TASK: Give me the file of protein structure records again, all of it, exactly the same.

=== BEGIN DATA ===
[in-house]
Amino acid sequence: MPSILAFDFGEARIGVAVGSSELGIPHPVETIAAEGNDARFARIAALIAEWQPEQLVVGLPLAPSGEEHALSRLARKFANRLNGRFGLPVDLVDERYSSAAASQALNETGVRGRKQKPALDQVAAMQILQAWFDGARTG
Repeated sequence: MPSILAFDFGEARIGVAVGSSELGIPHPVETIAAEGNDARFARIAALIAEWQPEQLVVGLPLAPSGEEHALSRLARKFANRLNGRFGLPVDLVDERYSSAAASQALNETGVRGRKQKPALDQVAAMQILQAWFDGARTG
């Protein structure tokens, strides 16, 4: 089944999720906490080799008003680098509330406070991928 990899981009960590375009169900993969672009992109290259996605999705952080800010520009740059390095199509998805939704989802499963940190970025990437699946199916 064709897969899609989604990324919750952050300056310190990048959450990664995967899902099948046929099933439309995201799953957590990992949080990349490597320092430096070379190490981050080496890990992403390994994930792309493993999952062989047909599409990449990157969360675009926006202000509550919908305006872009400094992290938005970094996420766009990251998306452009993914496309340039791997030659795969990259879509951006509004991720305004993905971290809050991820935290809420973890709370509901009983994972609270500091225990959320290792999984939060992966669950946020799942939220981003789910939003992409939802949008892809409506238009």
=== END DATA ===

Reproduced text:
[in-house]
Amino acid sequence: MPSILAFDFGEARIGVAVGSSELGIPHPVETIAAEGNDARFARIAALIAEWQPEQLVVGLPLAPSGEEHALSRLARKFANRLNGRFGLPVDLVDERYSSAAASQALNETGVRGRKQKPALDQVAAMQILQAWFDGARTG
Repeated sequence: MPSILAFDFGEARIGVAVGSSELGIPHPVETIAAEGNDARFARIAALIAEWQPEQLVVGLPLAPSGEEHALSRLARKFANRLNGRFGLPVDLVDERYSSAAASQALNETGVRGRKQKPALDQVAAMQILQAWFDGARTG
């Protein structure tokens, strides 16, 4: 089944999720906490080799008003680098509330406070991928 990899981009960590375009169900993969672009992109290259996605999705952080800010520009740059390095199509998805939704989802499963940190970025990437699946199916 064709897969899609989604990324919750952050300056310190990048959450990664995967899902099948046929099933439309995201799953957590990992949080990349490597320092430096070379190490981050080496890990992403390994994930792309493993999952062989047909599409990449990157969360675009926006202000509550919908305006872009400094992290938005970094996420766009990251998306452009993914496309340039791997030659795969990259879509951006509004991720305004993905971290809050991820935290809420973890709370509901009983994972609270500091225990959320290792999984939060992966669950946020799942939220981003789910939003992409939802949008892809409506238009």